- If they express any negative feelings about their other parent, reflect your understanding, but reassure them that their other parent loves them and encourage them to speak with the other parent about how they feel. If it is a significant enough issue, call or initiate a conversation with the three of you present so your child knows you are communicating with one another to avoid he said/she said and an unhealthy dynamic in which your child feels obligated to tell you negative things about the other parent.
- Reflect your child’s feelings when they share things with you*. Focus on the feeling behind what they are saying rather then the content. For example, if a child tells you they are mad at the other parent because they didn’t have any fun with them during their time together – rather then probing to get information or discounting their feeling, state, “It sounds like you feel disappointed with the time you spent with your mom/dad this weekend.” This prevents you from taking sides but communicates that you understand what your child is telling you and what they are feeling. Encourage them to discuss it with the other parent, “I think your mom/dad would want to know that, so it’s important to talk to him/her about what you are saying. Should we talk to him/her when they pick you up/Should we call him/her so we can all discuss your feelings together?”
- Reflect your child’s feelings when they misbehave i.e. “I can see you are very angry right now, but it is not okay for you to yell at me and act disrespectfully. Would you like to talk about why you are feeling so angry?” (for some children, particularly depending on their age, they are unable to articulate their feelings, so suggesting they draw a picture may be more effective in how they can show you how they are feeling in a way that makes sense to them).
- Provide opportunities for your child/ren to share their feelings and know that you are not going to take it personally or use it as a weapon against them or their other parent i.e. “I know it must be a big adjustment for you and that you probably have a lot of feelings about mom and dad living separately. Would you like to talk about it/draw a picture showing your feelings/discuss it with me?”
- Try to co-parent with your child’s other parent — work HARD to maintain an amicable relationship. It is one of the best gifts you can give your child and it IS possible IF you are committed to do what is in your child’s best interest. Their well-being is not about your ex-spouse —- it is about them and your relationship with them.
- Stick to the visitation agreement you have made and pick up and drop off your child when you have agreed to. Allow for flexibility when various circumstances arise — be reasonable. Don’t use visitation as a way to control or get back at your ex.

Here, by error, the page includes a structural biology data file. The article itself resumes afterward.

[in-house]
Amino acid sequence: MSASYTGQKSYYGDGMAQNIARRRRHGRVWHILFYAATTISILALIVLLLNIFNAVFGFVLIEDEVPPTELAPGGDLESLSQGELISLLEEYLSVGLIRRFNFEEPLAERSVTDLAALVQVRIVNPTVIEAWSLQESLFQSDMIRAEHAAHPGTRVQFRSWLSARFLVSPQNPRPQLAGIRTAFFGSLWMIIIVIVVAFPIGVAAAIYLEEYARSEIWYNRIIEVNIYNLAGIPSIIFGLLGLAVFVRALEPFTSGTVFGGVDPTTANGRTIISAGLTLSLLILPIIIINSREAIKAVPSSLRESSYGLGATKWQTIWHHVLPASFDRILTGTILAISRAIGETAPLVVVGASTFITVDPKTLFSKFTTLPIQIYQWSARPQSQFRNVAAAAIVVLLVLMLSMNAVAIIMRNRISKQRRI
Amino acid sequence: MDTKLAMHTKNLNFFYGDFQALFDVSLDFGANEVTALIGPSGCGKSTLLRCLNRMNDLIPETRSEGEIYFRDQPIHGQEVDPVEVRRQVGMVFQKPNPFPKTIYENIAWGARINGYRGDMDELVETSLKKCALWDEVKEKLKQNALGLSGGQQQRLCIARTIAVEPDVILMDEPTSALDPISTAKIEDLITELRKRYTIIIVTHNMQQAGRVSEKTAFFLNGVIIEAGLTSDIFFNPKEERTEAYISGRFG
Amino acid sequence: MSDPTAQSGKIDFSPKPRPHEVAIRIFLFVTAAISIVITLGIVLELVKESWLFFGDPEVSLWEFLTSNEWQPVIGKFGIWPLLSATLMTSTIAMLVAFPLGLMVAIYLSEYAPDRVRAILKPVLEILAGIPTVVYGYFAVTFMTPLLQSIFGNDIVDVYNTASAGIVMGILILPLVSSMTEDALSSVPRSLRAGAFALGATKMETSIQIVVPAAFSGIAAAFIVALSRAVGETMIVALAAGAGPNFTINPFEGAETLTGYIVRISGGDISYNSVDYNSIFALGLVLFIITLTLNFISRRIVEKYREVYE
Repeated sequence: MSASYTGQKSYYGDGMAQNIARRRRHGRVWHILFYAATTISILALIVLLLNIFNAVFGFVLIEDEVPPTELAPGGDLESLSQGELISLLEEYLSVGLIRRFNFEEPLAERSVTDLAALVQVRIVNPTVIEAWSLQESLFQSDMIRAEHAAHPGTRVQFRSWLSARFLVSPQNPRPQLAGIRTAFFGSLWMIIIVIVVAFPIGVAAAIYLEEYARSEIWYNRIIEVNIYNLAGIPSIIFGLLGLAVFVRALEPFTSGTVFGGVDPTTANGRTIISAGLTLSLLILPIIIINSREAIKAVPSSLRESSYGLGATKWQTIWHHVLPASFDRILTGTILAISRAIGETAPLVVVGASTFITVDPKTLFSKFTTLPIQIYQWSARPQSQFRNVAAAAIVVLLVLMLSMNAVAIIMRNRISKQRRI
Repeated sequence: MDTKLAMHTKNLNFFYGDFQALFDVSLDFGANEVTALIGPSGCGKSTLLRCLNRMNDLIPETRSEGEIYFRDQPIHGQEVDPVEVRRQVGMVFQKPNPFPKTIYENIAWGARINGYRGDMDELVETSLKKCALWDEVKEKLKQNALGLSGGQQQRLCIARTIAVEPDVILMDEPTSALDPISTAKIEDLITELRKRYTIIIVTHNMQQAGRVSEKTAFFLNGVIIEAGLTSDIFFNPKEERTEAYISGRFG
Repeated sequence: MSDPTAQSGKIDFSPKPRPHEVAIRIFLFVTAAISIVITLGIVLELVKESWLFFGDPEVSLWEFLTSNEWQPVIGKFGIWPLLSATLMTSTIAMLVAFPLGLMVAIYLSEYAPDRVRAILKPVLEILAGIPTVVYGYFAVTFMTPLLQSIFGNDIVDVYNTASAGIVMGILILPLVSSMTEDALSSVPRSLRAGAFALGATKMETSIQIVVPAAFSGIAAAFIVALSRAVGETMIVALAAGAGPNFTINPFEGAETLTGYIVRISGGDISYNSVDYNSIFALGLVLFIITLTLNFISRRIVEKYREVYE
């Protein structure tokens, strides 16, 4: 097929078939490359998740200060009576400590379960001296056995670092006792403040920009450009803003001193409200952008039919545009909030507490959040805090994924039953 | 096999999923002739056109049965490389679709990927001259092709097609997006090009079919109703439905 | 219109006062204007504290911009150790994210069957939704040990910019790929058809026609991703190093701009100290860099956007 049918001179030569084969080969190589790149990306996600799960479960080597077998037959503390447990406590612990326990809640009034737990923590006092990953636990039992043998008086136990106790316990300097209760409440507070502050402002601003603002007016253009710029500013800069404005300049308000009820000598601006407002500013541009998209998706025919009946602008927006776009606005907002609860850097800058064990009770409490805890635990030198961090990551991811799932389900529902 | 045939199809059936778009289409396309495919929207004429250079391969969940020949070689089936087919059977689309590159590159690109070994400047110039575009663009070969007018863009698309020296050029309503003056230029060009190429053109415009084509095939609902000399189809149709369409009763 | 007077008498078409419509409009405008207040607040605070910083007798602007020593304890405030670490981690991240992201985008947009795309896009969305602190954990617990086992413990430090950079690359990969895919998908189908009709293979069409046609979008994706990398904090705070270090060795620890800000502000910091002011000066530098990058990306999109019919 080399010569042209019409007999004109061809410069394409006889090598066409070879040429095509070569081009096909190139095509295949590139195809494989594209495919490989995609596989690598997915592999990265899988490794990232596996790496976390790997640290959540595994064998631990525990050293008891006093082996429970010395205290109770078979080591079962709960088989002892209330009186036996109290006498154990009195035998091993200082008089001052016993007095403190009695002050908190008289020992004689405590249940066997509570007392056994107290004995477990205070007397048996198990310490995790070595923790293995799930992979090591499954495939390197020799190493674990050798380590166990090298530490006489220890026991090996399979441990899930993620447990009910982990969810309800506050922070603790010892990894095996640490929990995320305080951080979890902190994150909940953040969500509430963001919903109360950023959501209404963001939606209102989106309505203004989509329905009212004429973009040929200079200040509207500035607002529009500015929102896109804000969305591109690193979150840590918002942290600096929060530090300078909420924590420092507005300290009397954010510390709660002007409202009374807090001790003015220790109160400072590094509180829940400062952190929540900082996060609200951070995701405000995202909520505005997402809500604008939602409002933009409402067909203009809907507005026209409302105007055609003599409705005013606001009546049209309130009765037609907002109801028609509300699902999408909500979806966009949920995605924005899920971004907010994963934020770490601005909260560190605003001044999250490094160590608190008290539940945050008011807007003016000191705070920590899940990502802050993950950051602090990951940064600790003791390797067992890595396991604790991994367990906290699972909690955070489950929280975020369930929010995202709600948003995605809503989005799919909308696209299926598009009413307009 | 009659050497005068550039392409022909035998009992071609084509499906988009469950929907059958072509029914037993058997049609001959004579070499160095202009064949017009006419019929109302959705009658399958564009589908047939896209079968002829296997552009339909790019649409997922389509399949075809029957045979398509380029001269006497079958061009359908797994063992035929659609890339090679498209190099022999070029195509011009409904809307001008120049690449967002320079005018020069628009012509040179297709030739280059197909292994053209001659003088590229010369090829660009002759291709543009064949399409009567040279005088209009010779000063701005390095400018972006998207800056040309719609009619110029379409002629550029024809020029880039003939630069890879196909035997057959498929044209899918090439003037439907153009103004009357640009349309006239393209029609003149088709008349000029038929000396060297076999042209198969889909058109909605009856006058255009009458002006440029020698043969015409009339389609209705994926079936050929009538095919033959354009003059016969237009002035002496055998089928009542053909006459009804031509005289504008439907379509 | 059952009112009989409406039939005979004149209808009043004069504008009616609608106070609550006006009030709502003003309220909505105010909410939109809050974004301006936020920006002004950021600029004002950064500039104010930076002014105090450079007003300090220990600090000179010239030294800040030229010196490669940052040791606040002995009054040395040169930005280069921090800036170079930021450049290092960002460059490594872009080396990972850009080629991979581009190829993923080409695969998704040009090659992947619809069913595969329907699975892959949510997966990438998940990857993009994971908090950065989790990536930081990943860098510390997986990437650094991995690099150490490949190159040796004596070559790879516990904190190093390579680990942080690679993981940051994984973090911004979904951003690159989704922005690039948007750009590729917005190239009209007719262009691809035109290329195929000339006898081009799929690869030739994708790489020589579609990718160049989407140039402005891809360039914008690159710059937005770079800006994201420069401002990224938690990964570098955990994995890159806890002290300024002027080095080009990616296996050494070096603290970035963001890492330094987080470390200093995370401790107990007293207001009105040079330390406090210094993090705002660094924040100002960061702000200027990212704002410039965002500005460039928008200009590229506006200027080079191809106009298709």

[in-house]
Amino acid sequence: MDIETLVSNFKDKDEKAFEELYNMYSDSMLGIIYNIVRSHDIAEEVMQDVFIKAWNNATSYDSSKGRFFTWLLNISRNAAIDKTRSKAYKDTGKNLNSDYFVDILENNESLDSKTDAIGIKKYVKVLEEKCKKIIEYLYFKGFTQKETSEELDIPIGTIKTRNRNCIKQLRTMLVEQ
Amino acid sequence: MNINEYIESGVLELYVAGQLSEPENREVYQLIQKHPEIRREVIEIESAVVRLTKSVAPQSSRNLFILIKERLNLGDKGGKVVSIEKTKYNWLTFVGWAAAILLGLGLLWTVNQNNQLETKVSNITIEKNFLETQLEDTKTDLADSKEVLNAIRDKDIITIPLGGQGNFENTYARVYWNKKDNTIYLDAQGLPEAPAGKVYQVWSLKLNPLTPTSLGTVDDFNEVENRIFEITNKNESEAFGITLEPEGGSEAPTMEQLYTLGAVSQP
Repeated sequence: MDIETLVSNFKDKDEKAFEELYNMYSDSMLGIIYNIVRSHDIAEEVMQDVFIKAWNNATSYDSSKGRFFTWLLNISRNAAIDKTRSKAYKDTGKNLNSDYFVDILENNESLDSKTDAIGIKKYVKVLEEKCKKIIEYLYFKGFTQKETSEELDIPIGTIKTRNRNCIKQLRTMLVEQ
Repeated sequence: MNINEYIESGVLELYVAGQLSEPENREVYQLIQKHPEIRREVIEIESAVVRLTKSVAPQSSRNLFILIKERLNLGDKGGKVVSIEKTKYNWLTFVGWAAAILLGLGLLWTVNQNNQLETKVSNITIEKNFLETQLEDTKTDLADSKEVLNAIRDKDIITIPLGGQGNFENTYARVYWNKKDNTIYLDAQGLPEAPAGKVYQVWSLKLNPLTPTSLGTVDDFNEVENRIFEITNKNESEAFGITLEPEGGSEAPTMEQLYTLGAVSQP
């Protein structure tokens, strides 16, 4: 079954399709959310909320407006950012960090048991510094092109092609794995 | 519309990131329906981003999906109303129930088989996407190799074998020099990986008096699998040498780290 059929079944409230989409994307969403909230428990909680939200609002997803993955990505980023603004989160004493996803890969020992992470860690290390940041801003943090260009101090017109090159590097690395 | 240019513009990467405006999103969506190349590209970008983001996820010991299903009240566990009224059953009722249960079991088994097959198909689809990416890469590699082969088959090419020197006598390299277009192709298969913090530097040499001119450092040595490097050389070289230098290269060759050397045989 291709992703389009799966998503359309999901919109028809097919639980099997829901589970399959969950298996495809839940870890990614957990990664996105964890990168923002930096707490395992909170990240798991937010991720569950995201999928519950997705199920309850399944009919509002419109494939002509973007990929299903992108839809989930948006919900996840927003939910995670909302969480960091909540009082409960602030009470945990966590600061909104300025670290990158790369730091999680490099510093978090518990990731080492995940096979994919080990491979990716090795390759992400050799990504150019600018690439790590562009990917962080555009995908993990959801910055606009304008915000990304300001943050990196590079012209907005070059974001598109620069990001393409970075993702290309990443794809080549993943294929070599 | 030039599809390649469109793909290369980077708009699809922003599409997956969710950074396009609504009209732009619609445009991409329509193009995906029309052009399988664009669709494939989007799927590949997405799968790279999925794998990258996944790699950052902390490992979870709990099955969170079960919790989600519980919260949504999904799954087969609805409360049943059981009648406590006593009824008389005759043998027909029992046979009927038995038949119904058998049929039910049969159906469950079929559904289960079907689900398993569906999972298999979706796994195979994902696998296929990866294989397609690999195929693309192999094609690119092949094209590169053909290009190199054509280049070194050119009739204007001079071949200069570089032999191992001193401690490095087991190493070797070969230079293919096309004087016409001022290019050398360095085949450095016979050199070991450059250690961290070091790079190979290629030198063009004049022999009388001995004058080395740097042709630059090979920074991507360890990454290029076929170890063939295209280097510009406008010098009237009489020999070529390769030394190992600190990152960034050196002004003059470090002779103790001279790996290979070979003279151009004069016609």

- Be reasonable and flexible with visitation — if your child has a birthday party they want to attend during the weekend you have them, make the arrangements for them to attend. Always consider the impact on your child when making decisions related to them.
- EVER say or imply anything through your words or actions that is negative towards your ex-spouse in your child’s presence. Know that even when you think they aren’t hearing you….if they are in the house or in close proximity of you, they likely are hearing every word you are saying. Parents often think their children don’t hear their phone/personal conversations….but they do!!!
- talk about your ex-spouse with your child. If they initiate a conversation – remain neutral, no matter how hard it is. Don’t probe for information – if it’s an issue you have concern about — address it with the other parent in front of your child so any mis-communication, inaccurate presentation of information or issues of concern can be cleared up.
- use your child as a pawn to manipulate or try to hurt your ex-spouse. This is very damaging to your child and will have major long-term negative effects on your child and ultimately on your relationship with your child. Particularly in the long run.
- loosen the rules or boundaries – this is commonly done out of parental guilt and it creates more worry and angst for your child. Consistency, limits and boundaries are what will help your child feel safe.
- leave your guilt unattended to. You must address your feelings so they don’t affect how you parent your child/ren. Parenting from a place of guilt is NOT in the best interest of your child —- it is about YOU, not them.
- Try to buy your child’s affection through gifts, trips/vacations or money. Children see through this and it is teaching them the wrong thing. They would much rather have your time and attention.